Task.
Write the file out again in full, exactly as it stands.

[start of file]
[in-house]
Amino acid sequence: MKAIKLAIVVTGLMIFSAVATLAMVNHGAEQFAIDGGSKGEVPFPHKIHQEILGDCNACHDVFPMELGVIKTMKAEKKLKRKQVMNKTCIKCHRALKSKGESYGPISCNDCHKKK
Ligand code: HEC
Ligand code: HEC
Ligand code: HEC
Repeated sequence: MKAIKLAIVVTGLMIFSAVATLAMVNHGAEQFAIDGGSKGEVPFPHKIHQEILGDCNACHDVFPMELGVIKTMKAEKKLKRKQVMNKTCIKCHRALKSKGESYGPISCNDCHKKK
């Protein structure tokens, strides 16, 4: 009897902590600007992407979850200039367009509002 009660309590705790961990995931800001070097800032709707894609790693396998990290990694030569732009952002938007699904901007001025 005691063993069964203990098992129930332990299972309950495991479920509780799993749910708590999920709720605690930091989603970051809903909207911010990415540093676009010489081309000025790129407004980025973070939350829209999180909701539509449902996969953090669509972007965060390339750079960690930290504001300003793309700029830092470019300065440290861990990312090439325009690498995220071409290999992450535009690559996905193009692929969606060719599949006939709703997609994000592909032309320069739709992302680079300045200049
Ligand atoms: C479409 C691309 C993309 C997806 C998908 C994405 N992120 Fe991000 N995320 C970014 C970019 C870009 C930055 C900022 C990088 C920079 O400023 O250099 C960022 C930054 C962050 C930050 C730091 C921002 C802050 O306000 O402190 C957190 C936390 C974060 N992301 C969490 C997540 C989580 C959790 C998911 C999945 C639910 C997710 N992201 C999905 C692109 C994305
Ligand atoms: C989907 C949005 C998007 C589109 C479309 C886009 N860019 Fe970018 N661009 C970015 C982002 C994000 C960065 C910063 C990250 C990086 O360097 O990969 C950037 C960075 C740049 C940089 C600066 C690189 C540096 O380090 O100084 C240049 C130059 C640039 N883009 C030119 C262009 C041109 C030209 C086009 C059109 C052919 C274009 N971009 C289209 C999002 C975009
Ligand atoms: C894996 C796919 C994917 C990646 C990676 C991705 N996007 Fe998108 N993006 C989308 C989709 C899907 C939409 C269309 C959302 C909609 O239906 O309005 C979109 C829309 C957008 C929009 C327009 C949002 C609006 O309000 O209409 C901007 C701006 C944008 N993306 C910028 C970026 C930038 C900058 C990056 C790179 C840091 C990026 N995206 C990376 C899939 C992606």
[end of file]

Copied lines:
[in-house]
Amino acid sequence: MKAIKLAIVVTGLMIFSAVATLAMVNHGAEQFAIDGGSKGEVPFPHKIHQEILGDCNACHDVFPMELGVIKTMKAEKKLKRKQVMNKTCIKCHRALKSKGESYGPISCNDCHKKK
Ligand code: HEC
Ligand code: HEC
Ligand code: HEC
Repeated sequence: MKAIKLAIVVTGLMIFSAVATLAMVNHGAEQFAIDGGSKGEVPFPHKIHQEILGDCNACHDVFPMELGVIKTMKAEKKLKRKQVMNKTCIKCHRALKSKGESYGPISCNDCHKKK
């Protein structure tokens, strides 16, 4: 009897902590600007992407979850200039367009509002 009660309590705790961990995931800001070097800032709707894609790693396998990290990694030569732009952002938007699904901007001025 005691063993069964203990098992129930332990299972309950495991479920509780799993749910708590999920709720605690930091989603970051809903909207911010990415540093676009010489081309000025790129407004980025973070939350829209999180909701539509449902996969953090669509972007965060390339750079960690930290504001300003793309700029830092470019300065440290861990990312090439325009690498995220071409290999992450535009690559996905193009692929969606060719599949006939709703997609994000592909032309320069739709992302680079300045200049
Ligand atoms: C479409 C691309 C993309 C997806 C998908 C994405 N992120 Fe991000 N995320 C970014 C970019 C870009 C930055 C900022 C990088 C920079 O400023 O250099 C960022 C930054 C962050 C930050 C730091 C921002 C802050 O306000 O402190 C957190 C936390 C974060 N992301 C969490 C997540 C989580 C959790 C998911 C999945 C639910 C997710 N992201 C999905 C692109 C994305
Ligand atoms: C989907 C949005 C998007 C589109 C479309 C886009 N860019 Fe970018 N661009 C970015 C982002 C994000 C960065 C910063 C990250 C990086 O360097 O990969 C950037 C960075 C740049 C940089 C600066 C690189 C540096 O380090 O100084 C240049 C130059 C640039 N883009 C030119 C262009 C041109 C030209 C086009 C059109 C052919 C274009 N971009 C289209 C999002 C975009
Ligand atoms: C894996 C796919 C994917 C990646 C990676 C991705 N996007 Fe998108 N993006 C989308 C989709 C899907 C939409 C269309 C959302 C909609 O239906 O309005 C979109 C829309 C957008 C929009 C327009 C949002 C609006 O309000 O209409 C901007 C701006 C944008 N993306 C910028 C970026 C930038 C900058 C990056 C790179 C840091 C990026 N995206 C990376 C899939 C992606």